Thursday, April 19, 2018

Recalling Formidable Women

George Bush Presidential Library and Museum
Recalling Formidable Women — Mrs. Bush and Miss Smith.
by Denis Ferrara

“THE purpose of life is not to be happy. It is to be useful, to be honorable, to be compassionate, to have it make some difference that you have lived and lived well.”― Ralph Waldo Emerson
I KNEW I’d have to find something meaningful about a life well lived, in writing about the passing of Barbara Bush.  I chose the Emerson quote because I tend to agree that if you expect happiness in life, you inhabit the skin of the wrong species.   Honor, compassion, making a difference — in a manner well-known or totally anonymous (as most of us live) has to be the goal. 

But in Mrs. Bush’s case, there was compassion, honor, good deeds done in a vile world, and — Emerson notwithstanding — happiness.  One of the many clips that ran Tuesday night was an interview with the former First Lady to George H. W. Bush and mother of George W. Bush in which she said, with a conviction that simply could not be faked, that she was “the happiest woman in the world.”
“The happiest woman in the world” with her husband of 73 years, George H. W. Bush.
This utterance came after her time in the White House, but perhaps during her son’s years at 1600 Pennsylvania Ave.  But it wasn’t prideful, as in “Look at me, former First Lady, now mother to a president, ain’t I something?!”

It was instead the remark of a person who had lived and was living fully; productive and uncompromised.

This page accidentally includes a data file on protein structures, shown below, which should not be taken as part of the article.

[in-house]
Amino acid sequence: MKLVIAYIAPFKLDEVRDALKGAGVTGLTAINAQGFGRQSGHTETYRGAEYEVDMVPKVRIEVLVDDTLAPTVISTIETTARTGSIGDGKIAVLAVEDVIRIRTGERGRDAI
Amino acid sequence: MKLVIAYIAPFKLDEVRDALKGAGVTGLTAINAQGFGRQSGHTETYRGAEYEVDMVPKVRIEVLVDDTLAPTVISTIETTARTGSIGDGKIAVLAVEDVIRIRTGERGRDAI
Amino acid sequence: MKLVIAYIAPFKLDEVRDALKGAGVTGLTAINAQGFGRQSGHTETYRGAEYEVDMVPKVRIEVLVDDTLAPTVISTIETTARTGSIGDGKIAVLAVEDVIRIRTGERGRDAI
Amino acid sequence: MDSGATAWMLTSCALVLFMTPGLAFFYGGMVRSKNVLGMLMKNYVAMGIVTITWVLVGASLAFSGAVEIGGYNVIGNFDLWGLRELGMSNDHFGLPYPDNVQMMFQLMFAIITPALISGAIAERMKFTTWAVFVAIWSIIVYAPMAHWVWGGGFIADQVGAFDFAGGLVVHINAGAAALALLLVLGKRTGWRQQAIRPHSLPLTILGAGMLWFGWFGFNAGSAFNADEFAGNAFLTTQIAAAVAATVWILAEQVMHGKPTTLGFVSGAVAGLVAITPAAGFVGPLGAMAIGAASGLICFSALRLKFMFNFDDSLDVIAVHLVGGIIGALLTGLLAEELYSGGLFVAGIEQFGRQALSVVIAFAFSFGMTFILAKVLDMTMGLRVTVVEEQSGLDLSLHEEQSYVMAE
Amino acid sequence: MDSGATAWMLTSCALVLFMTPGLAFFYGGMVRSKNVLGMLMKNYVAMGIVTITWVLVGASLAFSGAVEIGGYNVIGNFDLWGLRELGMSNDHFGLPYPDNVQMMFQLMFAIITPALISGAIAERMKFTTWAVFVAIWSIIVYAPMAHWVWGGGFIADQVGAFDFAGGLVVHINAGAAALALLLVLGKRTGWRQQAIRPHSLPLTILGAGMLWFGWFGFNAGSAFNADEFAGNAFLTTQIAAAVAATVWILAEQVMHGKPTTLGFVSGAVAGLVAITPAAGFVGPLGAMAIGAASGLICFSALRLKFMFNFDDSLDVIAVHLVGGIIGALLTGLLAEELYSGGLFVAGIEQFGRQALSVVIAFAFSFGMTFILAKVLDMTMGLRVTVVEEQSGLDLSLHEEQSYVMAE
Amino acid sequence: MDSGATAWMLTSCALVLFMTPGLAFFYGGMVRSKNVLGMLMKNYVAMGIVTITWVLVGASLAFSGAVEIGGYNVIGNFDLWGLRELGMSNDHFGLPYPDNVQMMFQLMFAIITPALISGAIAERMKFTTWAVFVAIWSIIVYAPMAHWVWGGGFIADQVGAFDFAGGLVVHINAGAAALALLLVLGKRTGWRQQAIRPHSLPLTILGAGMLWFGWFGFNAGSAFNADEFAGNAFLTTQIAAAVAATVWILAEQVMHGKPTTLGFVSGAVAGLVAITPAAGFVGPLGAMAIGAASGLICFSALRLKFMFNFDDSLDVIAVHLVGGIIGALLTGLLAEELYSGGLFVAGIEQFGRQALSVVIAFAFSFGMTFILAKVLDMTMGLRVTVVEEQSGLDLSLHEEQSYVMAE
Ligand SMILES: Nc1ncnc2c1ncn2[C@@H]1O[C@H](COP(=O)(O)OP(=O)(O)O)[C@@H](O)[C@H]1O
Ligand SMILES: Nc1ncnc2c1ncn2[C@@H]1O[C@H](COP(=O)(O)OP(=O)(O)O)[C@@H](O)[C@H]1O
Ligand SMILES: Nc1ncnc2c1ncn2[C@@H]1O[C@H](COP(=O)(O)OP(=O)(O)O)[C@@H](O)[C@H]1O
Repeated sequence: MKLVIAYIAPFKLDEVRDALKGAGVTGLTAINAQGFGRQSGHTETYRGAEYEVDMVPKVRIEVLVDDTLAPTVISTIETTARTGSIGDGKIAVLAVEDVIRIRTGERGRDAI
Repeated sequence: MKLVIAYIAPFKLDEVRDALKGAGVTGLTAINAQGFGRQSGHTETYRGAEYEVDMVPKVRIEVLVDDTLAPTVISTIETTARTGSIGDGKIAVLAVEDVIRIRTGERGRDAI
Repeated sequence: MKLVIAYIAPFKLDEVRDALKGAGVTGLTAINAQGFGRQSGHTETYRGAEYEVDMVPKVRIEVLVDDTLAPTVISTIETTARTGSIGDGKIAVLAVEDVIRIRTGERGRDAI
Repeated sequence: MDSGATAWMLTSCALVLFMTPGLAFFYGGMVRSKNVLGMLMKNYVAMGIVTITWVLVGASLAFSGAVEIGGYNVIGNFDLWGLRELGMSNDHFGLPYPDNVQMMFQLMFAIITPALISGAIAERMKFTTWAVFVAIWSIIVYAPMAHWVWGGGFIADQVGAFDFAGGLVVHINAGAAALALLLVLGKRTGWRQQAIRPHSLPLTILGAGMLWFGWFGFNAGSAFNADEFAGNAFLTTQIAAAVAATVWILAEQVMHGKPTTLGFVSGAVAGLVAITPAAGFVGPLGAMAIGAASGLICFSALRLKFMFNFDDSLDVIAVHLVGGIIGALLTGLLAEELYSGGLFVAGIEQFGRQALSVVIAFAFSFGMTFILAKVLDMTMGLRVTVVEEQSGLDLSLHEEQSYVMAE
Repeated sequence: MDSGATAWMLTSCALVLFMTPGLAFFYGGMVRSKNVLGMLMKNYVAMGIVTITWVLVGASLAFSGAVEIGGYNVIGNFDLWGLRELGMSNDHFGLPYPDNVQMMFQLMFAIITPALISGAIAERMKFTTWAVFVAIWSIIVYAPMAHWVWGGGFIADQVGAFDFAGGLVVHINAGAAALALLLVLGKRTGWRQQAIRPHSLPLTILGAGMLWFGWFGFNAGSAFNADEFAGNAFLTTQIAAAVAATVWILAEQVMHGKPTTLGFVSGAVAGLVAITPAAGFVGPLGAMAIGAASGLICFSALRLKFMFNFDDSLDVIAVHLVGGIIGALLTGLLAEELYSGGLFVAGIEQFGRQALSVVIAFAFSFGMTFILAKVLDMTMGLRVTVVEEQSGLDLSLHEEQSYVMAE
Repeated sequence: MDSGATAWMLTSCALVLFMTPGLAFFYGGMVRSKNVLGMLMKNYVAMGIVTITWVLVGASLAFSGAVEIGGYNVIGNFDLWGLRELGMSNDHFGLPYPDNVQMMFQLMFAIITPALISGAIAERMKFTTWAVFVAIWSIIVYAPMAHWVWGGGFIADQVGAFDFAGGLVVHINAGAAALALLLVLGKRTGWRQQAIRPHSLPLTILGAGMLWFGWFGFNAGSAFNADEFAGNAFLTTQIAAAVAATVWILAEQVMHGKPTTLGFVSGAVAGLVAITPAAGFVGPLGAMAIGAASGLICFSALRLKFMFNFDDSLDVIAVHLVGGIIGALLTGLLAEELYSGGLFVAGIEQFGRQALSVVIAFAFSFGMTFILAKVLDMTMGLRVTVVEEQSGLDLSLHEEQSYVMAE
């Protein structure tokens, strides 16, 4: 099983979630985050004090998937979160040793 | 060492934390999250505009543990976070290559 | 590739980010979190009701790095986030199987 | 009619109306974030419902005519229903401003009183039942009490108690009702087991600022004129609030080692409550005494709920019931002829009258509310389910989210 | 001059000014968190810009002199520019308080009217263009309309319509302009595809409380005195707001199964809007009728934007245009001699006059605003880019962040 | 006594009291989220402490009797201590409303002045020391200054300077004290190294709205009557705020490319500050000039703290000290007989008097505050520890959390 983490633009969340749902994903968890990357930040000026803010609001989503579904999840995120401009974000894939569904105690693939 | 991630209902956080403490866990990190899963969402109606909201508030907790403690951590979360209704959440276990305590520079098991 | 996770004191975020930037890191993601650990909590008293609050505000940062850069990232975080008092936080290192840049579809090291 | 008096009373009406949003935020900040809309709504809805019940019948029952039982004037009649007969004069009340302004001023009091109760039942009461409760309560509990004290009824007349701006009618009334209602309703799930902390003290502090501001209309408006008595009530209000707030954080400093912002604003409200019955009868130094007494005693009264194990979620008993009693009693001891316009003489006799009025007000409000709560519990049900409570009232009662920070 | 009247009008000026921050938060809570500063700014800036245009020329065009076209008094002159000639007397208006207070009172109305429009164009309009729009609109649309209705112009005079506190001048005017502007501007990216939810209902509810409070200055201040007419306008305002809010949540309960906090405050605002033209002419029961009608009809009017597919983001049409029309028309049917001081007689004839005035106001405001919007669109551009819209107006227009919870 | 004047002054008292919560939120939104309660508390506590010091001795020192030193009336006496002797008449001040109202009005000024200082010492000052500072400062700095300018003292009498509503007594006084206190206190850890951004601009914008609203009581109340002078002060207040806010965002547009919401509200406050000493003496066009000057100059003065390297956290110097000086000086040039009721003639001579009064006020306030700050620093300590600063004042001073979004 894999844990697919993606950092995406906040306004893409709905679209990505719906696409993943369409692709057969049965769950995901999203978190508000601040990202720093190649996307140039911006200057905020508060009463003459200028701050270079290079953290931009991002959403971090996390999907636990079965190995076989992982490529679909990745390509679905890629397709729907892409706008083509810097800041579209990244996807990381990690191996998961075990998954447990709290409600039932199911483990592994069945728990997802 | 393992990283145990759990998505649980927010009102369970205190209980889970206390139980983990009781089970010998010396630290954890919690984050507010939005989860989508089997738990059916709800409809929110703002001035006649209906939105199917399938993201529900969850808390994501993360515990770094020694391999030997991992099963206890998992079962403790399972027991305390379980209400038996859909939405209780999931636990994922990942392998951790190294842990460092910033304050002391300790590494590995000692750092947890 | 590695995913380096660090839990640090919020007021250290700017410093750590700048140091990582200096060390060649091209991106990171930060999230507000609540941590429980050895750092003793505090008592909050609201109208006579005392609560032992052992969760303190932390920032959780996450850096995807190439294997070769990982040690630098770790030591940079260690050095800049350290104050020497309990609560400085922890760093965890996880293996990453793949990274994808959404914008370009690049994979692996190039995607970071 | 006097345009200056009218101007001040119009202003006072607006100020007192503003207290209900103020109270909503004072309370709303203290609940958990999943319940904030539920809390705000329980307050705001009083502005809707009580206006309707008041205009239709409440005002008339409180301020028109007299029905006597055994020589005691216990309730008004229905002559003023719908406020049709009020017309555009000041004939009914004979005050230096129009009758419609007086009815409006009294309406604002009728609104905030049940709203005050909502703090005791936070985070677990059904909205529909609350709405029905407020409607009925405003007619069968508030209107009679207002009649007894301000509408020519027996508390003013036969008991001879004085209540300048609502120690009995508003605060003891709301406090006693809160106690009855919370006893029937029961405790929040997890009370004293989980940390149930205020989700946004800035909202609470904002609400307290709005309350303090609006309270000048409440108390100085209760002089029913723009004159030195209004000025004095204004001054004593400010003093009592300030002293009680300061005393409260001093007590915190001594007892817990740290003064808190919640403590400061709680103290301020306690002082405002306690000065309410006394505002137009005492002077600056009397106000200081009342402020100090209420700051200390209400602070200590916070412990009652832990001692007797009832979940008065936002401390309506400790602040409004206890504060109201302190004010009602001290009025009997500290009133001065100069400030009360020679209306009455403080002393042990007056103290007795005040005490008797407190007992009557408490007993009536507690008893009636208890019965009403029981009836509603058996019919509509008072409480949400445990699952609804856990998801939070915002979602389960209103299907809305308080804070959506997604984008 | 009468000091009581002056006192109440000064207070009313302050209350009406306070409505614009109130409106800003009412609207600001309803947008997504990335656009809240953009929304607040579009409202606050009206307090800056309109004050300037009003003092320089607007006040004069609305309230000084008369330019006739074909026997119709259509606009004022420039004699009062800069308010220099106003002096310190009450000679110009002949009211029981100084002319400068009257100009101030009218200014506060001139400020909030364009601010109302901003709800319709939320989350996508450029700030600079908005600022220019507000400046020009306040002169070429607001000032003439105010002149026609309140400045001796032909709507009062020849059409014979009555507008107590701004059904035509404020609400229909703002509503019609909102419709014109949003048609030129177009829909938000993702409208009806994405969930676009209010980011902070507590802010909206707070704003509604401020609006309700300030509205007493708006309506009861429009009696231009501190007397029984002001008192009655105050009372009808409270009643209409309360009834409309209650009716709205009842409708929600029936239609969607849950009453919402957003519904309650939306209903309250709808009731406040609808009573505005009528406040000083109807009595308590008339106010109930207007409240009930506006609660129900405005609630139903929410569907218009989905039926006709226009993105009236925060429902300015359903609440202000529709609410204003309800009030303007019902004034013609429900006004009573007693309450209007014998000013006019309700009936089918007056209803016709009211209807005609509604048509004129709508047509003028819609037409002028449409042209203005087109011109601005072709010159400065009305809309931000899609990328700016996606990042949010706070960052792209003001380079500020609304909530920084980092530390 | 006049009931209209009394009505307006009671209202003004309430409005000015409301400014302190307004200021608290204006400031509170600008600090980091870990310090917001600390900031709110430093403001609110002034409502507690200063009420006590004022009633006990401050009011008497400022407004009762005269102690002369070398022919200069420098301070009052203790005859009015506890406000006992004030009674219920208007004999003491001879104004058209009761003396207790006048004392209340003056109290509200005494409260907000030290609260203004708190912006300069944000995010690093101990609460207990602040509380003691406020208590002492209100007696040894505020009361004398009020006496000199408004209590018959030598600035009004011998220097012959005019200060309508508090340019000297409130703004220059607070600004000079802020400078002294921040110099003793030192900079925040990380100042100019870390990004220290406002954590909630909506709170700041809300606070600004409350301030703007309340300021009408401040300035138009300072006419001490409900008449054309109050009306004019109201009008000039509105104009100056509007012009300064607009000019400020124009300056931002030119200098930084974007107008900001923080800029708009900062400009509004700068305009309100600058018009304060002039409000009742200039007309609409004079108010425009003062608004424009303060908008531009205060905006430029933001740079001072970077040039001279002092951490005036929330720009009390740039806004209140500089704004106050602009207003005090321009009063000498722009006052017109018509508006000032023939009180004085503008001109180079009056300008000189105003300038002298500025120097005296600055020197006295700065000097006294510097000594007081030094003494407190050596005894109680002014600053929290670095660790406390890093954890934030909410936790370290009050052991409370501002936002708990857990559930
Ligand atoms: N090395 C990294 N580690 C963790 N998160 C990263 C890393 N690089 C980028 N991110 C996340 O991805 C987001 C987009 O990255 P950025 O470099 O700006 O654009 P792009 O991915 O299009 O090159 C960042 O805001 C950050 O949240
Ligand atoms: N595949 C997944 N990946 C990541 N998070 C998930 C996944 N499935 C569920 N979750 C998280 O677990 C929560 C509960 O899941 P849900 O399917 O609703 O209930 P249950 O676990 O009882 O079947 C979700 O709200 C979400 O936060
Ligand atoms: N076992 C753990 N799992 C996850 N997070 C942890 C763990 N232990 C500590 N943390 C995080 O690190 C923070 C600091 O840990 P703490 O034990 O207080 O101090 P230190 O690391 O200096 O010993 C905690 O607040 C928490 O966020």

I never met Mrs. Bush, although I saw her when she attended at least one of Liz Smith’s Literacy Partners galas.

Liz and Mrs. Bush had a dear friend in common, the designer Arnold Scaasi.  It was he who coordinated their introduction, and Liz was thrilled that Mrs. Bush was as passionate about the importance of literacy as she was. In fact, Mrs. Bush’s Foundation for Family Literacy came about after her exposure to Liz, Arnold and Parker Ladd’s Literacy Partners efforts. 

Liz Smith and Barbara Bush during Literacy Partners' An Evening of Readings and Gala Dinner Dance, April 29, 1996 at Julliard Theater in New York City (Photo by Ron Galella/WireImage)
After Arnold’s death in 2015, Liz received a handwritten note from Mrs. Bush, in which she referred to the designer as a “a piece of work, and a joy! ... There’s no question Arnold helped me and made me feel comfortable. My precious husband said, ‘I am tired of hearing that you are dowdy. Go to New York and buy some designer clothes!’   You know that we copied your celebration of reading and made millions for Family Literacy.  The children have taken over my foundation and made $17 million celebrating my 90th birthday — all this came from your New York evening.

Mrs. Bush concluded: “I also love Parker Ladd and am glad they married. Parker is a saint!  Thank you, Liz, most sincerely, Barbara.”